The stories of our past are not neat and tidy. They are not black and white, or set in stone. They are actually more like a messy patchwork quilt. A madly coloured quilt with often clashing and wonky accounts of what happened, all stitched together by whoever was in power at the time.

And who has been in power for centuries on end? Humans, that’s who. And only certain humans, for that matter.

It was the educated people who wrote about history, people who lived in rich and powerful countries, people who looked a lot like this guy:
Needless to say, much of what we’ve been taught is only a teeny tiny sliver of the historical pie.

What I never knew when I was at school is that there are many gaps in history, periods when the page is totally blank and we have absolutely no idea what happened.

Other times, there are so many conflicing accounts of what happened that it’s hard to say what is true and what is fiction. This is where those detective powers come into play.

If you’ve ever watched a detective show on the telly or read a mystery novel, you’ll know that one’s powers of imagination can just as important as reason and logic.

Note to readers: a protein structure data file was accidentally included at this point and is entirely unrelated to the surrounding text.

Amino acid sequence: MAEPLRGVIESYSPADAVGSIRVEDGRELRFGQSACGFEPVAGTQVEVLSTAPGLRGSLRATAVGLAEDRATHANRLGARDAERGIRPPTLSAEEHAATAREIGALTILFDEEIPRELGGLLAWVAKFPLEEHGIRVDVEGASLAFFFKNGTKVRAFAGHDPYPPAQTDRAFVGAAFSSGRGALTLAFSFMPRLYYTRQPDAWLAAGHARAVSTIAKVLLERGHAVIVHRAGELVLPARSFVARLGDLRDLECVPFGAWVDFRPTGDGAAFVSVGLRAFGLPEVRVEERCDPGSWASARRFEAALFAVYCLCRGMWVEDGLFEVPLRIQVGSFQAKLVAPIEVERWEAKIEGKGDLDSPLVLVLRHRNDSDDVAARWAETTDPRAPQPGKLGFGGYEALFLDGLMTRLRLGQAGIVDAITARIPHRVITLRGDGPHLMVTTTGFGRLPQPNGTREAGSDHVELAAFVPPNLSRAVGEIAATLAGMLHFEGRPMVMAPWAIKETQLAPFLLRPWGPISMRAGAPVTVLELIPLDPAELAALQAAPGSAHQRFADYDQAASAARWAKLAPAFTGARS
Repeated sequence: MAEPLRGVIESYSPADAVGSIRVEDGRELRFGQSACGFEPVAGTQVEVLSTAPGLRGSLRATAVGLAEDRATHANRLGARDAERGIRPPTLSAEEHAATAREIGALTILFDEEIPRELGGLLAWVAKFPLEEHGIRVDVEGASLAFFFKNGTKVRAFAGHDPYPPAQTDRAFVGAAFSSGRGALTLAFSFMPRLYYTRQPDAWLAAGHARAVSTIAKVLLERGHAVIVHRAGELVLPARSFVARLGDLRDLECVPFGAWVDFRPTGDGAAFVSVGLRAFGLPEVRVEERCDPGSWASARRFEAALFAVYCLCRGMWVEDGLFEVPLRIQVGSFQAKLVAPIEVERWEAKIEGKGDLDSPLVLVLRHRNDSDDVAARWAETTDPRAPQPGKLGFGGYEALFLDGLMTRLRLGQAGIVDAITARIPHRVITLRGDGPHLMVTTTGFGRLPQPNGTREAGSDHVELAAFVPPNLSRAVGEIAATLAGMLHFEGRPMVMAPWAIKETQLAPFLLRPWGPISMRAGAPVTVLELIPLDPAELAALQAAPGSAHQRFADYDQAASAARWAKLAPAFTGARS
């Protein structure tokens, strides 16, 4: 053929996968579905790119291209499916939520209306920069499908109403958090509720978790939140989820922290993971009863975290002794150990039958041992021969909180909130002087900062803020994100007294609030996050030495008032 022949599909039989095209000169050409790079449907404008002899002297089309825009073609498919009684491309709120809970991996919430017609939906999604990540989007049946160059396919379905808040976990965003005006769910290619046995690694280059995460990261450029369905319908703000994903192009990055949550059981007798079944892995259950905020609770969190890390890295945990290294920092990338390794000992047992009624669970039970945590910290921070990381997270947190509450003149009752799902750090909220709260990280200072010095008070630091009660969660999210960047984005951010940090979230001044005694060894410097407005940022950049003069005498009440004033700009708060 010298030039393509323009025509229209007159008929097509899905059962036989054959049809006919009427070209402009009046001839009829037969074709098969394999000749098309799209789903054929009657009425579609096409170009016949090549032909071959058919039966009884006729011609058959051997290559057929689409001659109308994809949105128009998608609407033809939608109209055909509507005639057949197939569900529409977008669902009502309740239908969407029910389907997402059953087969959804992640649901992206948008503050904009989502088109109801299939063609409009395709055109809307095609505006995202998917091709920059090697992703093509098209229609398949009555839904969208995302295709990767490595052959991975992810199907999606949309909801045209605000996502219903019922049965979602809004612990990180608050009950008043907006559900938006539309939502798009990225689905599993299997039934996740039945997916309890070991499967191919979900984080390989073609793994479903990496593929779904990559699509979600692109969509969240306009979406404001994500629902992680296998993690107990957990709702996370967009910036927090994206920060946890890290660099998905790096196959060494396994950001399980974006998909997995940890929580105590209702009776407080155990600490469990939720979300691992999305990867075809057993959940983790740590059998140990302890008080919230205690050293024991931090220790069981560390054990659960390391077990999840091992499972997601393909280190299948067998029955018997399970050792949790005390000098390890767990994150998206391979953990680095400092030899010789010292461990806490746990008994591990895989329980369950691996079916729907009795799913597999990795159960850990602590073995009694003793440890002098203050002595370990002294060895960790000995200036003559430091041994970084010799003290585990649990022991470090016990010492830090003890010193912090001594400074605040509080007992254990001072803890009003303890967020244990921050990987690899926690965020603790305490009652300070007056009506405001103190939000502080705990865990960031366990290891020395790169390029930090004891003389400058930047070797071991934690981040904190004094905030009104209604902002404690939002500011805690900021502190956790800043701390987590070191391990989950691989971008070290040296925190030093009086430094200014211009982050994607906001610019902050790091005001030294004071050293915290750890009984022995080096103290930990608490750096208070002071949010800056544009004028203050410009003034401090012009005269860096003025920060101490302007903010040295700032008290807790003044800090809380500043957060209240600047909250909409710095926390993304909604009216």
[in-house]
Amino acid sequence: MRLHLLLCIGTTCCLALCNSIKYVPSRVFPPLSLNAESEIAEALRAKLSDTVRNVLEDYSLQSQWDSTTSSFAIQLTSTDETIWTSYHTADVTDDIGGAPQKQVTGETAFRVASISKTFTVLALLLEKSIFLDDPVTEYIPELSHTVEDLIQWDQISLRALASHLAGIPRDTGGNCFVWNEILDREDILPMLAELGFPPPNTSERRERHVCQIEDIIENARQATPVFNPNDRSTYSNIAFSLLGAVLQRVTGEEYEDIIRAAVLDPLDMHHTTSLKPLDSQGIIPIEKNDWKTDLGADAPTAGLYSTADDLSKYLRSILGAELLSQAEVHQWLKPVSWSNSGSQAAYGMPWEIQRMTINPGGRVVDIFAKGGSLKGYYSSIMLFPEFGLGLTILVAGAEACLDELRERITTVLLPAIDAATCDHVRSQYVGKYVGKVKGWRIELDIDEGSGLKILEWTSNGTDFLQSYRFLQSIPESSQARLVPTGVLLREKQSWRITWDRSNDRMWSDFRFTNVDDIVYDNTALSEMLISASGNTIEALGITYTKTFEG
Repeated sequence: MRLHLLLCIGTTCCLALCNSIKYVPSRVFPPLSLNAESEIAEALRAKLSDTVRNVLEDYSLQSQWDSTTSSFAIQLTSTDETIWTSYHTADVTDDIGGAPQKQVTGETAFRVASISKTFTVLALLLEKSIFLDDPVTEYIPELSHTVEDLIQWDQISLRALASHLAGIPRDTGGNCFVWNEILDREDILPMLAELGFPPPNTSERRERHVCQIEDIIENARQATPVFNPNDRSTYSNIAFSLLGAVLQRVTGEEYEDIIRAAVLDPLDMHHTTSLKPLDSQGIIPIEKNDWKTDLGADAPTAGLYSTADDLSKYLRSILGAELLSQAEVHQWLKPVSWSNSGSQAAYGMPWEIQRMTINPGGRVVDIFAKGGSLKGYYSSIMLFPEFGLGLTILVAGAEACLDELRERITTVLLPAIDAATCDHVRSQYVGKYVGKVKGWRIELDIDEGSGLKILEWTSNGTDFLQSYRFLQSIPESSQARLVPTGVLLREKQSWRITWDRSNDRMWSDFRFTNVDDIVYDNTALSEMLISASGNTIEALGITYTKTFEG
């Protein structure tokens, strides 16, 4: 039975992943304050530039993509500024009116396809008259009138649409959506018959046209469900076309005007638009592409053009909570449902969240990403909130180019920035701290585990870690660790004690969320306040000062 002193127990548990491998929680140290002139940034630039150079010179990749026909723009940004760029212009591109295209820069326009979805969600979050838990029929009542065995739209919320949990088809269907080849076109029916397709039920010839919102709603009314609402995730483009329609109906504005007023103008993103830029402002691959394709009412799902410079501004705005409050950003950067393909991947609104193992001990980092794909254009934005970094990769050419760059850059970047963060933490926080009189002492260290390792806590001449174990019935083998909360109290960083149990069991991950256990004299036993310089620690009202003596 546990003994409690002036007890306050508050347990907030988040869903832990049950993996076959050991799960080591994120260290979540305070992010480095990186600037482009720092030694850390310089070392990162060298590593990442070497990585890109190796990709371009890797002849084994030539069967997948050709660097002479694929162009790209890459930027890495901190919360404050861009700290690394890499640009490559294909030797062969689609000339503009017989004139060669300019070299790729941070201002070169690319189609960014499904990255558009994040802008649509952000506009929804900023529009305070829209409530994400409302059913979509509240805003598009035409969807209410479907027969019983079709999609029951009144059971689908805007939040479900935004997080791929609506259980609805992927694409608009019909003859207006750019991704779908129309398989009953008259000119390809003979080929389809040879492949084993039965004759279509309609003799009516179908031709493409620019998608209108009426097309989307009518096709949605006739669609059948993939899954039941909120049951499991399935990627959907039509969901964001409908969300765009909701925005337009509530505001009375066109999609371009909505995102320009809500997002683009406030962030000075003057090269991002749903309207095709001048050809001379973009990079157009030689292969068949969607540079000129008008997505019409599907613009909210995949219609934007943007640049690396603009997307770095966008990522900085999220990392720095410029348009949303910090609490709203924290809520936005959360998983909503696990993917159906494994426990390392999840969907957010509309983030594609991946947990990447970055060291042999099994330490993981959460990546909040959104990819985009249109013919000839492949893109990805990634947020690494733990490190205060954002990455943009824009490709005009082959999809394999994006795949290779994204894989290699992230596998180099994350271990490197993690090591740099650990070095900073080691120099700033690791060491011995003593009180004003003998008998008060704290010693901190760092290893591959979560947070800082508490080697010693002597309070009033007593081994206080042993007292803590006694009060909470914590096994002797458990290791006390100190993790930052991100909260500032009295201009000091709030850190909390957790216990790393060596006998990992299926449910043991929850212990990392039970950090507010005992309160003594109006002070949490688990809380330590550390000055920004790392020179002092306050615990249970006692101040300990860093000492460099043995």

We have to use creative thinking skills even with historical events that are extremely well documented. Why? Because most of the time, we weren’t there.

Reading about something in a book is not nearly the same as actually experiencing it. We have to take the facts and then do our best to imagine what it must have been like.

It’s not always easy to put ourselves in the shoes of someone else, especially someone who lived long ago…like a soldier dodging bullets as he runs through enemy gunfire, or a young Jewish girl, scribbling away in a diary while hiding from the Nazis.
Can you picture it in your mind, like this scene from a stage play about Anne Frank? We do this every time we read a book, whether it’s a book for pleasure or a history book at school or a nonfiction book like the ones I write.

By doing some research, you’ll find all sorts of little details that will make imagining long ago events and people much easier. I really had to put my detective skills and my imagination to work while writing my latest book, which is all about the history of the world from a cat’s perspective.

The idea for this book came when I realized that humans tell history from a very limited, human point of view, which is not necessarily what actually happened. But cats have prowled the planet for thousands of years and have become keen observers of the human race, silently watching (and judging) us with their clear, unblinking eyes.
There’s a special relationship between cats and humans that stretches back for many, many centuries. Longer than humans and dogs, believe it or not. Who better to give an account of the history of the world?

I’ve discovered that telling a story from an unexpected perspective – like a cat – often reveals stuff that I might not have paid much attention to before.

So, your Writing Challenge is to try this for yourself. Choose one item in your home or school and write a short paragraph about it from the perspective of an animal. Any object, any animal. There’s no right or wrong way to do it, so give it a bash and see what you come up with!